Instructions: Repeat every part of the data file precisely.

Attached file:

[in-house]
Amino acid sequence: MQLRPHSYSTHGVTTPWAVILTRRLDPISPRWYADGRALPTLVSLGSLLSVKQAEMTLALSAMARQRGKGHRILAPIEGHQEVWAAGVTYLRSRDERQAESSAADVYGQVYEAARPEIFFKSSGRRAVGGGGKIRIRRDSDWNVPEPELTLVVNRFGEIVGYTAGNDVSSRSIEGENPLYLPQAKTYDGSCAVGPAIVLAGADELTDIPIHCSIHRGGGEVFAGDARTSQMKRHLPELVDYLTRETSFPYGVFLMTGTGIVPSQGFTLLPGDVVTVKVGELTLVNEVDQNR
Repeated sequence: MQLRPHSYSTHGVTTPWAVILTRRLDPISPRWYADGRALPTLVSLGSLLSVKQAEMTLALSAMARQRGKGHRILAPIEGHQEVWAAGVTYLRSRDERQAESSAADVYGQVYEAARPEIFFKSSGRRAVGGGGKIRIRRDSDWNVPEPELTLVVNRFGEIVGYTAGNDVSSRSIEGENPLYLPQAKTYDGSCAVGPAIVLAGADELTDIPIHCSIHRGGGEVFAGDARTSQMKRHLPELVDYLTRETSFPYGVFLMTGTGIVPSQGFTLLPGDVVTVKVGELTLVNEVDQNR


[in-house]
Amino acid sequence: MQLRPHSYSTHGVTTPWAVILTRRLDPISPRWYADGRALPTLVSLGSLLSVKQAEMTLALSAMARQRGKGHRILAPIEGHQEVWAAGVTYLRSRDERQAESSAADVYGQVYEAARPEIFFKSSGRRAVGGGGKIRIRRDSDWNVPEPELTLVVNRFGEIVGYTAGNDVSSRSIEGENPLYLPQAKTYDGSCAVGPAIVLAGADELTDIPIHCSIHRGGGEVFAGDARTSQMKRHLPELVDYLTRETSFPYGVFLMTGTGIVPSQGFTLLPGDVVTVKVGELTLVNEVDQNR
Repeated sequence: MQLRPHSYSTHGVTTPWAVILTRRLDPISPRWYADGRALPTLVSLGSLLSVKQAEMTLALSAMARQRGKGHRILAPIEGHQEVWAAGVTYLRSRDERQAESSAADVYGQVYEAARPEIFFKSSGRRAVGGGGKIRIRRDSDWNVPEPELTLVVNRFGEIVGYTAGNDVSSRSIEGENPLYLPQAKTYDGSCAVGPAIVLAGADELTDIPIHCSIHRGGGEVFAGDARTSQMKRHLPELVDYLTRETSFPYGVFLMTGTGIVPSQGFTLLPGDVVTVKVGELTLVNEVDQNR